MINSK, November 17. /TASS/. Belarusian President Alexander Lukashenko and Acting German Chancellor Angela Merkel have held another telephone conversation, the second this week, and came to the conclusion that the migration crisis should be resolved by Belarus and the EU, the BelTA news agency reported on Wednesday.
"The parties touched upon the situation on Belarus' border with European Union countries. They thoroughly discussed the migrant issue and came to a certain understanding on what to do next to resolve outstanding issues," the news agency said.
Lukashenko and Merkel agreed "that the issue should be taken to the Belarus-EU level." Officials authorized by the two parties will immediately launch talks to resolve the existing issues.
Merkel also informed Lukashenko "of European Commission President Ursula von der Leyen's request to make sure that the process involves international organizations dealing with refugee and migrant issues, which are already actively cooperating with Belarus. Lukashenko and Merkel agreed to remain in contact.
On November 15, Lukashenko and Merkel held a phone call to discuss the refugee situation on Belarus' borders with Poland, Lithuania and Latvia. The next day, the Belarusian president announced that he had presented proposals for resolving the migrant crisis on the border with Poland and Merkel took a break "to discuss the issue with EU members."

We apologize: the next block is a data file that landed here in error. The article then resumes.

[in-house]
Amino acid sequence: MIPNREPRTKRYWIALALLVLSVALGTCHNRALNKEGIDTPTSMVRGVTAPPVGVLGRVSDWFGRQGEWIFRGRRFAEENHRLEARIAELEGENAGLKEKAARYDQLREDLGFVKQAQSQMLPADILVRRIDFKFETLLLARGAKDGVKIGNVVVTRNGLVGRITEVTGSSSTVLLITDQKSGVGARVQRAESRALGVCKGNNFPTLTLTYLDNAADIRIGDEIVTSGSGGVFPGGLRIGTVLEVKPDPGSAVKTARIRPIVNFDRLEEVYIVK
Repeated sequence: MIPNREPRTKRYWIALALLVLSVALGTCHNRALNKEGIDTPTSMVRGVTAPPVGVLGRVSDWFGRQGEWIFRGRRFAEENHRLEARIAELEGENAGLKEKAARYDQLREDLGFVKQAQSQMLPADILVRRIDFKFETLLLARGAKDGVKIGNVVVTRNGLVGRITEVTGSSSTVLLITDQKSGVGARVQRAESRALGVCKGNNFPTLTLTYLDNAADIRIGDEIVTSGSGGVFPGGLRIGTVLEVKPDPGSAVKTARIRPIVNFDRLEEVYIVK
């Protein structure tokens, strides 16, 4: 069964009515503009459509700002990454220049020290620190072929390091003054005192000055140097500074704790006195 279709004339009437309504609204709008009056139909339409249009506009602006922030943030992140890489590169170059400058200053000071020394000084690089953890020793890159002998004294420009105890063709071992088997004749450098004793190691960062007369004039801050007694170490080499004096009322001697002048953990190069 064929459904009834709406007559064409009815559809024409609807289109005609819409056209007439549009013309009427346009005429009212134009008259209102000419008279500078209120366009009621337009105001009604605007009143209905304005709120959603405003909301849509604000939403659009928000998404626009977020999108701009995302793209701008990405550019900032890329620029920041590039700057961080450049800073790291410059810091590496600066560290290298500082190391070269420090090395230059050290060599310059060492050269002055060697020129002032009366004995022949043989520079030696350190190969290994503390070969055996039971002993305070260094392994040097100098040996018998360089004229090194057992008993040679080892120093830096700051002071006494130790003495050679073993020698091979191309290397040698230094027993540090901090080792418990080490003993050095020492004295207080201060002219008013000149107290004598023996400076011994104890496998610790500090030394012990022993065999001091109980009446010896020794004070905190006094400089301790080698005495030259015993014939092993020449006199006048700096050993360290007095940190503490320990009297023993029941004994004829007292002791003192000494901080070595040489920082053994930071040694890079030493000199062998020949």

Tensions sparked by migrants seeking to enter Poland, Lithuania and Latvia via Belarus exploded on November 8. Several thousand people arrived at the Belarusian-Polish border and remain in the border zone, trying to break into Poland. On November 16, migrants seeking a corridor to reach Germany started throwing stones and sticks at Polish law enforcement officers who responded by firing tear gas. Police used a water cannon to drive migrants away from the border fence. EU states claim that Minsk is deliberately escalating the crisis and are calling for sanctions. Lukashenko, in turn, blamed the situation on the Western countries whose actions forced people to flee their war-torn homelands.